Updated: Jul 22, 2020
Often one of our client’s biggest fears is losing the family home in a bankruptcy scenario. This situation is exacerbated when one partner in a relationship is going bankrupt and the other not, especially where children are involved.
Thankfully in the first instance, whilst a bankrupt’s share in a property vests in their bankruptcy trustee upon appointment, the trustee would only look to sell the property in the event equity exists. In most cases where there are joint tenants, a bankruptcy trustee, will give the first right to purchase the equity to the non-bankrupt party. Provided the mortgage is kept up to date and market value paid for the bankrupts share of equity, the family home is preserved.
But what happens where there is significant equity, or the non-bankrupt party has insufficient resources to purchase the equity. This happened with clients of ours recently and we were able to utilise a principle called the Doctrine of Exoneration (“DOE”) to alter the implied marital 50-50 split.
The facts are simple, our clients were husband and wife who had been referred to us by their accountant due to the husband’s company being placed into Liquidation. They jointly owned the family home, registered as tenants in common on the title. The mortgage for the purchase of the home was in joint names. The husband has subsequently borrowed money, secured against the property, for working capital for his company as financial difficulties began to arise. The husband’s company ultimately failed and he was facing bankruptcy due to personal guarantees. Upon review we determined their property was valued at $1,000,000.
There were two separate loans;
One being the balance of the original mortgage loan ($200,000)
The second being the husband’s subsequent borrowings ($400,000)
At face value there is $400,000 (ignoring costs of sale etc) in equity to be split 50-50 ($200,000) between each party. On this basis bankruptcy trustee would seek to realise the husband’s share of this equity upon appointment, being $200,000. His wife had no means to secure these funds, which would have left little option but to sell the property in bankruptcy.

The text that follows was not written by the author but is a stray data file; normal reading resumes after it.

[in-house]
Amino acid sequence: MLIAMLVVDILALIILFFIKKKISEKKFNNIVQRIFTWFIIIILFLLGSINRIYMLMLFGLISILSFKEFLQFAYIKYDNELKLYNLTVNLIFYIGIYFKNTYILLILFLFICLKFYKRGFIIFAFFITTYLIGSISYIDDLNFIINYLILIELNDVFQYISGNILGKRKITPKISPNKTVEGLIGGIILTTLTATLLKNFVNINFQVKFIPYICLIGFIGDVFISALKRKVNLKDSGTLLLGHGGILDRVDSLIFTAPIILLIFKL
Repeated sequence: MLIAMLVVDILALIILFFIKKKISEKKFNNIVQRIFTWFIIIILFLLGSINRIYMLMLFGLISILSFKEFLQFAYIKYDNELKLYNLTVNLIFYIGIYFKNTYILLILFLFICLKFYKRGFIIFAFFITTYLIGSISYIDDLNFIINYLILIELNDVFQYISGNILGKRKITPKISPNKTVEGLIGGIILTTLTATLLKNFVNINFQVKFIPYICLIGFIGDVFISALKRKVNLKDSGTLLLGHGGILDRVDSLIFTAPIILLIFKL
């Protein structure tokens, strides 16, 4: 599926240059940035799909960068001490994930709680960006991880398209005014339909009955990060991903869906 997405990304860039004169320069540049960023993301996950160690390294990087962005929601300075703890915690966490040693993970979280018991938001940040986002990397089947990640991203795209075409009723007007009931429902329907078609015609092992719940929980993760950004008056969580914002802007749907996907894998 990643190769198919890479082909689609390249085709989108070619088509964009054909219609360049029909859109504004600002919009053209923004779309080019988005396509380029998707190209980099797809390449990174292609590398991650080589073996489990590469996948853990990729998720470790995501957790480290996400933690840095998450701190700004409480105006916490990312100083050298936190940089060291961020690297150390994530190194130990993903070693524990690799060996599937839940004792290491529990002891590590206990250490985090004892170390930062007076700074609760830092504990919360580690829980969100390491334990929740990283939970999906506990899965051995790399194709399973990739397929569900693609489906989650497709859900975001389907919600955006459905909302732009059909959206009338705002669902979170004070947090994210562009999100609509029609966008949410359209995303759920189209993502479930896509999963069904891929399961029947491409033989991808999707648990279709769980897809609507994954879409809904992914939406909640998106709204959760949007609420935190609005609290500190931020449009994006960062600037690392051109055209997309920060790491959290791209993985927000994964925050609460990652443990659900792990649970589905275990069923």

In its simplest form applied to this situation, the equitable principles of the DOE dictate that any borrowings against jointly held property which are applied for the use of one party (the bankrupt) without benefit to the other (non-bankrupt spouse), should be satisfied from the benefiting party’s (bankrupt’s) share of the relevant property first.
In this situation, de Jonge Read identified that the successful application of the DOE would materially alter the actual equitable interests in the property as depicted below:
50-50 split Value: $1,000,000 Loan - purchase: $200,000 Loan - Working Capital: $400,000 Equity: $400,000 Equity - Bankrupt: $200,000
Equity - Non-Bankrupt Spouse: $200,000
Loan - purchase: $100,000
Loan - Working Capital: $400,000 Equity: $0 Equity - Bankrupt: $0
DOE - Non-Bankrupt Spouse
Value: $500,000 Loan - purchase: $100,000 Loan - Working Capital: $0 Equity: $400,000 Equity - Non-Bankrupt Spouse: $400,000
As you can see, both the husband and wife remain entitled to 50% of the property value and 1st Mortgage in applying the DOE. However, because the wife had no interest in the second mortgage and did not receive any benefit from the loan, we were able to deduct the full amount from the bankrupt’s share.
This reduced the husband’s interest to nil, preserving the family home and increased wife’s share of the equity. When the husband entered into bankruptcy de Jonge Read worked closely with the trustee to confirm the application of the DOE and then communicated with the bank on behalf of our clients and had them agreed to allow the loan facilities to continue.
Relatively straightforward right? In this example yes, however, applying the DOE can be contingent on several other factors. If you have Clients facing a similar situation, or looking at implementing an asset protection strategy, please do not hesitate to give any of the strategists at de Jonge Read a call for an obligation free consultation.